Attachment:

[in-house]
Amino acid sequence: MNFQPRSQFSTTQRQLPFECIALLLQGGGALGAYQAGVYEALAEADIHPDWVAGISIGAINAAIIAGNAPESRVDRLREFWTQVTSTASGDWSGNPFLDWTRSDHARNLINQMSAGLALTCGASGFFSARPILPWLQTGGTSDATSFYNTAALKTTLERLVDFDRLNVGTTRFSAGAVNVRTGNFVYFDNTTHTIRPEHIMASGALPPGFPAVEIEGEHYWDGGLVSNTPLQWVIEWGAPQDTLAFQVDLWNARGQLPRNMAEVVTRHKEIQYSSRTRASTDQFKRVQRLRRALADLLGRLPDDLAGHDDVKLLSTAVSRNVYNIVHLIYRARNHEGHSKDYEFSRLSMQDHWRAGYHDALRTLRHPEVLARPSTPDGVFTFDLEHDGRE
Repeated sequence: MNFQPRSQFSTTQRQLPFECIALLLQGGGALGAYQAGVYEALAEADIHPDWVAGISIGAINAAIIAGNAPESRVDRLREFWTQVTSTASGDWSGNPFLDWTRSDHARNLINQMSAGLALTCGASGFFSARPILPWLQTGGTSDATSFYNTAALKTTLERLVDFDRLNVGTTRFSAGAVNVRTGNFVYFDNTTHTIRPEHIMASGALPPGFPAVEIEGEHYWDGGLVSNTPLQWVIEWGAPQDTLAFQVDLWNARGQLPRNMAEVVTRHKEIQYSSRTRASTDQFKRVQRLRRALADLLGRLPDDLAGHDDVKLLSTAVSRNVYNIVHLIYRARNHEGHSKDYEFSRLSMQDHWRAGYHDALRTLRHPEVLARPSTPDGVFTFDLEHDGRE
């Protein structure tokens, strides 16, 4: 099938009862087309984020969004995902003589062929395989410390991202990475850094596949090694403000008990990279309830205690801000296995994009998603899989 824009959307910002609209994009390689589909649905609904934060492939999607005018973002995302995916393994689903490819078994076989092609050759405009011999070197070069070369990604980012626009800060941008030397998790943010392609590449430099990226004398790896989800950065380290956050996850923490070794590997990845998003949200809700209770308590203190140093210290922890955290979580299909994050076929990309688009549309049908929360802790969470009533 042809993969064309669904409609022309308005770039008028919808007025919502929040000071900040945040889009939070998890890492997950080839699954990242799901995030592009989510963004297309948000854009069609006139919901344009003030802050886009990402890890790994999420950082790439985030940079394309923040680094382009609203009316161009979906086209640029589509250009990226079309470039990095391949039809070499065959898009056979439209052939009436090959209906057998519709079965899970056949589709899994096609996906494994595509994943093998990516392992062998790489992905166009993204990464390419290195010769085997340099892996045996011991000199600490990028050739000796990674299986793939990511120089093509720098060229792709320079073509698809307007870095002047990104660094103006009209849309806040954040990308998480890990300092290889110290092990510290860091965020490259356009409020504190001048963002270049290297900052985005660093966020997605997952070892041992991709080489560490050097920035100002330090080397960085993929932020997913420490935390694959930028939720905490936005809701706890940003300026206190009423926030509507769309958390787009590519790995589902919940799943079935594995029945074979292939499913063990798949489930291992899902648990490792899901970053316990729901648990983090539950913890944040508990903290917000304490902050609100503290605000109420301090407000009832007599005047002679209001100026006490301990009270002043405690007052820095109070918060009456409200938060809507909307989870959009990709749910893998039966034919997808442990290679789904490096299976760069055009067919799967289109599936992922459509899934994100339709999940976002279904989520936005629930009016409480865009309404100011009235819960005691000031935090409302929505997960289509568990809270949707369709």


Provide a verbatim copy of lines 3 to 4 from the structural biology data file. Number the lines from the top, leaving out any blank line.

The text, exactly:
Repeated sequence: MNFQPRSQFSTTQRQLPFECIALLLQGGGALGAYQAGVYEALAEADIHPDWVAGISIGAINAAIIAGNAPESRVDRLREFWTQVTSTASGDWSGNPFLDWTRSDHARNLINQMSAGLALTCGASGFFSARPILPWLQTGGTSDATSFYNTAALKTTLERLVDFDRLNVGTTRFSAGAVNVRTGNFVYFDNTTHTIRPEHIMASGALPPGFPAVEIEGEHYWDGGLVSNTPLQWVIEWGAPQDTLAFQVDLWNARGQLPRNMAEVVTRHKEIQYSSRTRASTDQFKRVQRLRRALADLLGRLPDDLAGHDDVKLLSTAVSRNVYNIVHLIYRARNHEGHSKDYEFSRLSMQDHWRAGYHDALRTLRHPEVLARPSTPDGVFTFDLEHDGRE
């Protein structure tokens, strides 16, 4: 099938009862087309984020969004995902003589062929395989410390991202990475850094596949090694403000008990990279309830205690801000296995994009998603899989 824009959307910002609209994009390689589909649905609904934060492939999607005018973002995302995916393994689903490819078994076989092609050759405009011999070197070069070369990604980012626009800060941008030397998790943010392609590449430099990226004398790896989800950065380290956050996850923490070794590997990845998003949200809700209770308590203190140093210290922890955290979580299909994050076929990309688009549309049908929360802790969470009533 042809993969064309669904409609022309308005770039008028919808007025919502929040000071900040945040889009939070998890890492997950080839699954990242799901995030592009989510963004297309948000854009069609006139919901344009003030802050886009990402890890790994999420950082790439985030940079394309923040680094382009609203009316161009979906086209640029589509250009990226079309470039990095391949039809070499065959898009056979439209052939009436090959209906057998519709079965899970056949589709899994096609996906494994595509994943093998990516392992062998790489992905166009993204990464390419290195010769085997340099892996045996011991000199600490990028050739000796990674299986793939990511120089093509720098060229792709320079073509698809307007870095002047990104660094103006009209849309806040954040990308998480890990300092290889110290092990510290860091965020490259356009409020504190001048963002270049290297900052985005660093966020997605997952070892041992991709080489560490050097920035100002330090080397960085993929932020997913420490935390694959930028939720905490936005809701706890940003300026206190009423926030509507769309958390787009590519790995589902919940799943079935594995029945074979292939499913063990798949489930291992899902648990490792899901970053316990729901648990983090539950913890944040508990903290917000304490902050609100503290605000109420301090407000009832007599005047002679209001100026006490301990009270002043405690007052820095109070918060009456409200938060809507909307989870959009990709749910893998039966034919997808442990290679789904490096299976760069055009067919799967289109599936992922459509899934994100339709999940976002279904989520936005629930009016409480865009309404100011009235819960005691000031935090409302929505997960289509568990809270949707369709």